In this project featuring indoor and outdoor distributed audio as well as a Dolby Atmos theater room, Beemer Smart Home employed the same technique to the covered outdoor patio area where six Stealth LRX-83 speakers would be used. In the rest of the home, the integrator installed 28 more LRX-83s plus a mix of LR6G and LRX-83 speakers in the theater (which had traditional mudded ceilings).
In another project, in which plaster would be painted over, the subcontractor used a mix of plaster and mudding over the Stealth Acoustics’ LRX-85 models the customer loved. The result managed to emulate the plaster aesthetic, “which was very labor intensive, but we were able to do it,” Olsson says.
He notes it’s important to have buy-in from all trades – builder, architect, mudding company – on both traditional and unconventional Stealth installations, but especially in cases like using plaster where Olsson says he’s experienced reluctance.
Olsson says being upfront with customers about how material such as plaster will impact sound quality, and ensuring they are pleased with what they hear, is vital as well (though choosing plaster in itself may signify that aesthetics are prioritized over sound quality by clients).
Custom Cabinetry Creates Another Interesting Concealment Project
On another somewhat non-traditional invisible loudspeaker environment project, Beemer Smart Home was referred to by Stealth with a customer who originally sought a handful of speakers for the kitchen and living room area.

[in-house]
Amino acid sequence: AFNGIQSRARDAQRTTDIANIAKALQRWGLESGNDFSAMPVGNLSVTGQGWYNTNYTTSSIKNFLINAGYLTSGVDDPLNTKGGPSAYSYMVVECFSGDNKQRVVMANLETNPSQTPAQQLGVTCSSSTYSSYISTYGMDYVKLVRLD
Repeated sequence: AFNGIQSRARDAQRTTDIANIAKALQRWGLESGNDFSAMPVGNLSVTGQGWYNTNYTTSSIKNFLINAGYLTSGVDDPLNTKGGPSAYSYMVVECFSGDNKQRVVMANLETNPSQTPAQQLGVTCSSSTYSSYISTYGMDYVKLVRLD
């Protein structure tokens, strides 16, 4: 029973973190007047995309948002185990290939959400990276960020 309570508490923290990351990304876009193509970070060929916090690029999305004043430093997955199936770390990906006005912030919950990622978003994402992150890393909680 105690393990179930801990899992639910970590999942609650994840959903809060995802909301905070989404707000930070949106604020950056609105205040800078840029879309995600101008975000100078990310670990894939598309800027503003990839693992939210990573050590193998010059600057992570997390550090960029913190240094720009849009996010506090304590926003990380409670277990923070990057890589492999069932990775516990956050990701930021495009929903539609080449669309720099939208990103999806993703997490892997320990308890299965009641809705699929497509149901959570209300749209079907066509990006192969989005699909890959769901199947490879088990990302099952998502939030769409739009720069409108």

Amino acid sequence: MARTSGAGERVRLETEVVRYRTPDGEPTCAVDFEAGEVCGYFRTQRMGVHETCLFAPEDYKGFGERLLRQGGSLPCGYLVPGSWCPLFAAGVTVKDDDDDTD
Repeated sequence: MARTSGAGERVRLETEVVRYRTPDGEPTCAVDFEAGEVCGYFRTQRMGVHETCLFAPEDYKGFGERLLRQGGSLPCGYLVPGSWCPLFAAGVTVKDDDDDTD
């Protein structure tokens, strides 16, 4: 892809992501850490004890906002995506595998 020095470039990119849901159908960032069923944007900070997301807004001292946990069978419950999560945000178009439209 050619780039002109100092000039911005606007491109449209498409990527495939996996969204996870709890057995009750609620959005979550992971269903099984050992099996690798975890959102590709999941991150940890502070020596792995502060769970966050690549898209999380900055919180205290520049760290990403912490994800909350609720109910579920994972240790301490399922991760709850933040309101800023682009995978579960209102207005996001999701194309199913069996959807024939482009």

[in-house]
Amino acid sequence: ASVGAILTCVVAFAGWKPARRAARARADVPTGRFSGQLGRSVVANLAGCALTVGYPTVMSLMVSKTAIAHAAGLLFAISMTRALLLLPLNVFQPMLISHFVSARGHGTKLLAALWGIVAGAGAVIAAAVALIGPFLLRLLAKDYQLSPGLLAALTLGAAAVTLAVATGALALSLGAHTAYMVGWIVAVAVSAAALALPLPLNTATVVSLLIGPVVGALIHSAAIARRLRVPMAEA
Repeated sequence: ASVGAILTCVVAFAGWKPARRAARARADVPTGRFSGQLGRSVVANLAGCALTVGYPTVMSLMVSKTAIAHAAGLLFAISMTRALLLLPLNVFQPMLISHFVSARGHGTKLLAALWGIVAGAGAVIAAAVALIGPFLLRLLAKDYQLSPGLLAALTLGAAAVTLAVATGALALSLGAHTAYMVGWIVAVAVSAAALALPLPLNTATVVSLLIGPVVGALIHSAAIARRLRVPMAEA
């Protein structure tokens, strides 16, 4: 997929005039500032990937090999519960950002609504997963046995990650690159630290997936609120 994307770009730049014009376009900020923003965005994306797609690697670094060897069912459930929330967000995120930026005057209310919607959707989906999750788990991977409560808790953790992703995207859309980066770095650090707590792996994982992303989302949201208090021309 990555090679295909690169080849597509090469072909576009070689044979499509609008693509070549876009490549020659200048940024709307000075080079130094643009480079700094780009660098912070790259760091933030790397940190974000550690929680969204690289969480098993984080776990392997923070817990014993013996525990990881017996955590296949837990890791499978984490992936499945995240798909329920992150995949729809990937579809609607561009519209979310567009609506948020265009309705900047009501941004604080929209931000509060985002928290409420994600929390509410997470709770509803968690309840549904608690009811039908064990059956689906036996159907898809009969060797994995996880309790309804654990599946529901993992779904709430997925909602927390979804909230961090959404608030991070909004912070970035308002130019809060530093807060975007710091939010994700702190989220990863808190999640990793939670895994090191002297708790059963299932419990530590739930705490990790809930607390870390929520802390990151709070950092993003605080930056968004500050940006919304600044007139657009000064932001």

After visiting Olsson’s home showroom, the customer ended up getting 16 LRX-83 invisible speakers covering four rooms. Additionally, he wanted LRX-85s for a more serious stereo environment in his living room, as well as a 5.1 invisible system for the open entertainment space – both augmented by a James Loudspeaker PowerPipe subwoofer (that is equally invisible under the subfloor and comes through what looks like a heating vent). Olsson reports that a new firmware update in the AudioControl CM4-750 amp added sufficient flexibility to manage the crossover frequency of the bi-wired LRX-85s and James sub to fully dial that setup in to where “the combination sounds absolutely amazing and … takes the transparency and clarity of the sound to a new level.”
In the 5.1 setup, a wrinkle is that three LRX-83s would be installed into custom cabinetry for left/center/right supplemented by a pair of LRX-83s in the ceiling, Olsson says. Of course, traditional speakers could have been placed there, but this client had his heart set on Stealth’s to match the rest of the house audio.
“It was a lot of collaboration with the cabinet maker to make sure they put the sub-framing inside the cabinet to work with the back boxes and the way you mount a Stealth speaker,” Olsson notes of installation considerations here. “The other aspect was the grilles in front – they need to be designed so they don’t interfere with the sound.”
He adds that the customer really appreciates how the sonic characteristics of the audio maintain consistency going from one room into the next, whether music is being piped in through the LRX-83s or LRX-85s.
Similar to the plaster due diligence, in this case Olsson worked with the cabinet maker to bring a grille to the showroom so they could do testing of the sound flow and quality. “The audio was completely seamless through the grille,” he says of the wood grille with vertical cutouts.
He adds that having Azzano and the Stealth team supporting the integrator was key to success with these projects.
“Stealth’s willingness to help figure out solutions – they’re very creative and behind us helping out,” he says.
Hear much more from Olsson about the process for these projects in the full video above.